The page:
Tuesday, May 15, 2012

Getting Started with Cocoon Navigation – The Cocoon Bootstrapper

In my last post I introduced the navigation framework that is included as part of the freely available Cocoon framework (open source on CodePlex). This framework is designed to make page based Metro-style applications easy to construct in managed languages on Windows 8.

I previously discussed how easy it was to implement the Model-View-ViewModel (MVVM) pattern with Cocoon by simply annotating your view and view models with the ‘PageExport’ and ‘ViewModel’ export attributes respectively. Any view model can then navigate to another page by calling the INavigationManager.NavigateTo(…) method.

Since the Cocoon navigation framework is built on top of the Managed Extensibility Framework (MEF), the application is composed with the required dependencies as the user navigates through the application. MEF is a composition framework that is built into the .Net framework, that enables the construction of loosely-coupled, easily maintainable and testable applications to be composed automatically at run time. An introductory guide for those who are not familiar with MEF is available here.

What I have not covered previously however was how to navigate to the application’s first page when it is launched,

Launching Navigation Using The Cocoon Bootstrapper

To simplify the initialization of Cocoon based applications the framework includes the ‘CocoonBootstrapper’ class that can be used at startup. This manages the configuration of MEF for the most common scenarios, initialization of services and activation of the application.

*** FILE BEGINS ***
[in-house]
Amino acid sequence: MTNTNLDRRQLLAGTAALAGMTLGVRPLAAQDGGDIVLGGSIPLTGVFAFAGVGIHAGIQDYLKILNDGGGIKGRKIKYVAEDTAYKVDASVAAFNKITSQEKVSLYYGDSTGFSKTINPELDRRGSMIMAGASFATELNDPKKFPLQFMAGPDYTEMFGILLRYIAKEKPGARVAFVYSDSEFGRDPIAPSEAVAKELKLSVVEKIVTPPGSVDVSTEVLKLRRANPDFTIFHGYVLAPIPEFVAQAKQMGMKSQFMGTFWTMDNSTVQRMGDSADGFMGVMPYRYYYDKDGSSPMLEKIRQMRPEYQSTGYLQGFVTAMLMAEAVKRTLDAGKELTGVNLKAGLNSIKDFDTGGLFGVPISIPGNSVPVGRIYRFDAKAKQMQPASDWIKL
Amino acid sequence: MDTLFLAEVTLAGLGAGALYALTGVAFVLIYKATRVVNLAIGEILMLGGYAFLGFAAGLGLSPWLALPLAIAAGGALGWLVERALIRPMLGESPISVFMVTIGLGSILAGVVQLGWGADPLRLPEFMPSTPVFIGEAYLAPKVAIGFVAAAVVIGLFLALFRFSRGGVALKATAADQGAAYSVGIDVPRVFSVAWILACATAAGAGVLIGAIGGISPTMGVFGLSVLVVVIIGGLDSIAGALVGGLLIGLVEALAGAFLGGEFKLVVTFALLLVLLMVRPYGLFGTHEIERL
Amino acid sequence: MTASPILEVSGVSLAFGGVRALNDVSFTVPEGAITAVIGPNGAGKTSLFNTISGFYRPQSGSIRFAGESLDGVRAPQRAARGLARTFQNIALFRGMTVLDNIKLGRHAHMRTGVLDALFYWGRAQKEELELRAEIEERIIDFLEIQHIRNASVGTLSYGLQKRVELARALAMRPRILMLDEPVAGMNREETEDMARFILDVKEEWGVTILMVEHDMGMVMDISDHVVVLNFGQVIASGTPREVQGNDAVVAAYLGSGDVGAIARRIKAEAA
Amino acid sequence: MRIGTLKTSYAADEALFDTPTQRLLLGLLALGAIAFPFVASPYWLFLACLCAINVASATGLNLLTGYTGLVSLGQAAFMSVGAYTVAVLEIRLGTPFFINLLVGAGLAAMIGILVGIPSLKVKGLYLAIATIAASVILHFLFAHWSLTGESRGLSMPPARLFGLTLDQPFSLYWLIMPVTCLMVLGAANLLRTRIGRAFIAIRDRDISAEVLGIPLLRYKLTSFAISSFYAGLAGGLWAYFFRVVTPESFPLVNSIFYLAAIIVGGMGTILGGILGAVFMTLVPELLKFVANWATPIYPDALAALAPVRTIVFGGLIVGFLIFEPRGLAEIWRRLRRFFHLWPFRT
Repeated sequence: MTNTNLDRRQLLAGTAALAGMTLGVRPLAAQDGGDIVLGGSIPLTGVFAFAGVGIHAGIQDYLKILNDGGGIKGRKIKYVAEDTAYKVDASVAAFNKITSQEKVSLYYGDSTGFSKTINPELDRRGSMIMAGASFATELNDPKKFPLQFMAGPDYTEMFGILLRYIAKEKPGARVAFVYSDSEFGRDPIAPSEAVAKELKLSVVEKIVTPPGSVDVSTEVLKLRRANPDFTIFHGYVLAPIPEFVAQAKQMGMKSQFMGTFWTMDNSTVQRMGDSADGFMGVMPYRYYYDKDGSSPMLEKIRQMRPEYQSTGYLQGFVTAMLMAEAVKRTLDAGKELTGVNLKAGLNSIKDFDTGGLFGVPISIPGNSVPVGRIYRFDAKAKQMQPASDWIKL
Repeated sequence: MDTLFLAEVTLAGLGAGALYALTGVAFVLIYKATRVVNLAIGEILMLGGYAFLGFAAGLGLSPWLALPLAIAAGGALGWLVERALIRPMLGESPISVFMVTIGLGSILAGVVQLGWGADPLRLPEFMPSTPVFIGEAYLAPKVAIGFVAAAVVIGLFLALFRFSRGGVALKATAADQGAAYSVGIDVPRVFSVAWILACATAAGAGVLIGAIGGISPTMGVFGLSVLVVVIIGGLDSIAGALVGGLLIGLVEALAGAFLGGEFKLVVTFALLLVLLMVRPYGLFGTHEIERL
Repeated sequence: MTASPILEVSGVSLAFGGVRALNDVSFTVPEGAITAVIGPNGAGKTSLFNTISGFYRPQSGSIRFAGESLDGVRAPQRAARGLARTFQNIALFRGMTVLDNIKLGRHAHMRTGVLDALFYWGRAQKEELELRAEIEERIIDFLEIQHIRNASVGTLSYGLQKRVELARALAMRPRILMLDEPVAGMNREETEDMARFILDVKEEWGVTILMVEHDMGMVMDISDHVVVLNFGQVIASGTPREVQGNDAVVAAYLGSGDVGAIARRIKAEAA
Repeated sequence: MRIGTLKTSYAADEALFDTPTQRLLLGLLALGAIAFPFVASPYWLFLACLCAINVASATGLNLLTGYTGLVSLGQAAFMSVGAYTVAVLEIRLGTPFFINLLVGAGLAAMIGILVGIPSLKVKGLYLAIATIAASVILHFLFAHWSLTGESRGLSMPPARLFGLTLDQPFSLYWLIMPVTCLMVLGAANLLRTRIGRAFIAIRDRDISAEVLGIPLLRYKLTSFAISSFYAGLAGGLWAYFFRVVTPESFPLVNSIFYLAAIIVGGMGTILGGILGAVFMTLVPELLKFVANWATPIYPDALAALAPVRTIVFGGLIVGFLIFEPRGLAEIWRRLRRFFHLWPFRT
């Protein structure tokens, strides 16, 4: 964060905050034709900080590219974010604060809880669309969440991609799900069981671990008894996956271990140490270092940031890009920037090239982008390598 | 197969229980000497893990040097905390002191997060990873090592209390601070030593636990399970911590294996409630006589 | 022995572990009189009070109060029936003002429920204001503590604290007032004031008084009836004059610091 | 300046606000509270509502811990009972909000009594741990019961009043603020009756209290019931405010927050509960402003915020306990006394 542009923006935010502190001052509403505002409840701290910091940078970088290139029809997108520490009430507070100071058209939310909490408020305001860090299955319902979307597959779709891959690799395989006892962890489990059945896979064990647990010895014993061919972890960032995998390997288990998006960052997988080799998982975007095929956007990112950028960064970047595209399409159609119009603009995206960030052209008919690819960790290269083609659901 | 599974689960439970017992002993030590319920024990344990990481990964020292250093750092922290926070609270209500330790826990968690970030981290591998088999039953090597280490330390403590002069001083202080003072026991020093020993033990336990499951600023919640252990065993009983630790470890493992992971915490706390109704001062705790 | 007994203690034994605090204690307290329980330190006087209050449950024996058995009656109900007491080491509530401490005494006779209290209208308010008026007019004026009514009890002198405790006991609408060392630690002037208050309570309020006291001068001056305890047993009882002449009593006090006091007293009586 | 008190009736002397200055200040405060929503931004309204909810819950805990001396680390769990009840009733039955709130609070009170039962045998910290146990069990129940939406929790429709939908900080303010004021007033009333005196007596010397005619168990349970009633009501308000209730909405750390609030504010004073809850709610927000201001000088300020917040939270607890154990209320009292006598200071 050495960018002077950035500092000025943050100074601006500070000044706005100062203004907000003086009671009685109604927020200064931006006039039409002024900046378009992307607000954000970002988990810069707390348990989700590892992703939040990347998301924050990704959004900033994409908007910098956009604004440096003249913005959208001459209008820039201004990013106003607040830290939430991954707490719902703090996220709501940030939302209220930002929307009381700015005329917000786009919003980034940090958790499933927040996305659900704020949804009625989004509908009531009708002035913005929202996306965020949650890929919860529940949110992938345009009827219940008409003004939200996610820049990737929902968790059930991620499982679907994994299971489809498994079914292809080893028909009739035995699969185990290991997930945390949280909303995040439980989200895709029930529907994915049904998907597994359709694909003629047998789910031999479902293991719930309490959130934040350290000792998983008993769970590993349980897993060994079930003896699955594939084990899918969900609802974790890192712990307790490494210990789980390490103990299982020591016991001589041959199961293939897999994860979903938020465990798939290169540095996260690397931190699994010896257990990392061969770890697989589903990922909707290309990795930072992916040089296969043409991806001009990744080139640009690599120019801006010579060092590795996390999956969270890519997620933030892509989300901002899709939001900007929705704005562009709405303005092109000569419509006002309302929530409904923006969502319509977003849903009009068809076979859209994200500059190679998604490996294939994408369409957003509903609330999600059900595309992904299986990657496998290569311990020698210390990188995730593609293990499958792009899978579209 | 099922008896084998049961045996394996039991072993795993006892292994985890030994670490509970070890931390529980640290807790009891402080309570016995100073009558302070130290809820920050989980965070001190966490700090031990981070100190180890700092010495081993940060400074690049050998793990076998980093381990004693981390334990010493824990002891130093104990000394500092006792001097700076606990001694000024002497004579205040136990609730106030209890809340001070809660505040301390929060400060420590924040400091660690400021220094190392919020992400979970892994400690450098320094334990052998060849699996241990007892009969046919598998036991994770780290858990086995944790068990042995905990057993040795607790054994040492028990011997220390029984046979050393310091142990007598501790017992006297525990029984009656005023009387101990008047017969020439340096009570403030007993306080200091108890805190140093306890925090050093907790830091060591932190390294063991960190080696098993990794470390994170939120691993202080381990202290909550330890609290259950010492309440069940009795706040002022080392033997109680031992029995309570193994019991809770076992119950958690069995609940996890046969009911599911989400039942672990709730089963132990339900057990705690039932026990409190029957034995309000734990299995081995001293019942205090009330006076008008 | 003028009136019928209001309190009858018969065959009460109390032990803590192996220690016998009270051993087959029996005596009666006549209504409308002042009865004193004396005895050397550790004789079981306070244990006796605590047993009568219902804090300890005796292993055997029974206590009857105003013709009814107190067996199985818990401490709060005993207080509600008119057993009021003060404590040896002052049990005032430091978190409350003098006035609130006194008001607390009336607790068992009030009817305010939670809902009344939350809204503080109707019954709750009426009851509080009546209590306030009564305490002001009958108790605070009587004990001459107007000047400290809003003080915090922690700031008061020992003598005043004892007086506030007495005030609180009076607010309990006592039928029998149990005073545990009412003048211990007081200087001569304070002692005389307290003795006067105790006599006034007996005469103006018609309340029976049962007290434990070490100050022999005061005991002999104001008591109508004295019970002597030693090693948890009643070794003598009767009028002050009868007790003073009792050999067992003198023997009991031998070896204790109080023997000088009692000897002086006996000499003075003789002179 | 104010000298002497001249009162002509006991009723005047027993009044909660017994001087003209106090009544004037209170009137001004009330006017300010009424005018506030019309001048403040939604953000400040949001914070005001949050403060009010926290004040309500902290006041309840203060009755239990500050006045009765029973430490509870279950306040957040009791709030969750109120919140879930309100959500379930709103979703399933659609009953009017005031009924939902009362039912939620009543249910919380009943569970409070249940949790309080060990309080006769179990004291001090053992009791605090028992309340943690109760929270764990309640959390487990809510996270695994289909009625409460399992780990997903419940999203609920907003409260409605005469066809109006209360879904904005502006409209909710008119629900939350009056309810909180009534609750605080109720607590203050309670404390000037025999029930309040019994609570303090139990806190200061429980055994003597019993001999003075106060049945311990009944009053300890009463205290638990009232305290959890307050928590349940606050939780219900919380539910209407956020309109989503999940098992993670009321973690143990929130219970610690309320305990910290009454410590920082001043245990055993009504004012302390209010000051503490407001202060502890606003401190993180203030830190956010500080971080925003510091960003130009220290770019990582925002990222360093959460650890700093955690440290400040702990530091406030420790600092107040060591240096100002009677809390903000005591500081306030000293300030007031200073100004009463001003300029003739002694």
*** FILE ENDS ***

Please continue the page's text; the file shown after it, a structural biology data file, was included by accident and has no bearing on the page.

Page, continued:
To use the Cocoon bootstrapper you must first create an application specific class derived from the abstract ‘CocoonBootstrapper’ as shown below. For basic applications this class can be left empty, although the base implementation provides a number of extensibility points to enable more advanced features.

public class AppBootstrapper : CocoonBootstrapper
{
}


The next stage is to edit your application’s ‘App.xaml.cs’ file. Much of the code included with the Visual Studio templates can be removed (since this is handled by Cocoon) and the newly created bootstrapper is initialized as part of the constructor.


sealed partial class App : Application
{
    public App()
    {
        this.InitializeComponent();
 
        // Create and initialize the application bootstrapper
 
        AppBootstrapper bootstrapper = new AppBootstrapper();
        bootstrapper.Initialize();
    }
}


Defining the Application Home Page

The final step is to define the view and (optionally) the view model that is to be shown when your application is launched. Whilst the home page name can be modified the default value defined by the ‘SpecialPageNames.HomePage’ constant is generally all that is required.

Therefore the home page view is annotated as,

[PageExport(SpecialPageNames.HomePage)]
public sealed partial class HomePage : LayoutAwarePage
{
    public HomePage()
    {
        this.InitializeComponent();
    }
}

and the view model annotated as,

[ViewModelExport(SpecialPageNames.HomePage)]
public class HomeViewModel
{
    ...
}


The Cocoon navigation framework will then automatically locate, create and wire-up the home page on application launch.

Summary

Over the last two posts I have shown how easy the Cocoon navigation framework makes launching and navigating around Metro-style Windows 8 applications using the MVVM pattern. In the upcoming posts I will discuss some of the more advanced features you get when adopting Cocoon for navigation.

As usual the code is freely available for download from the Cocoon CodePlex site (to get the latest version go to the “Source Code” tab, select the first change set and use the “Download” link).
Post a Comment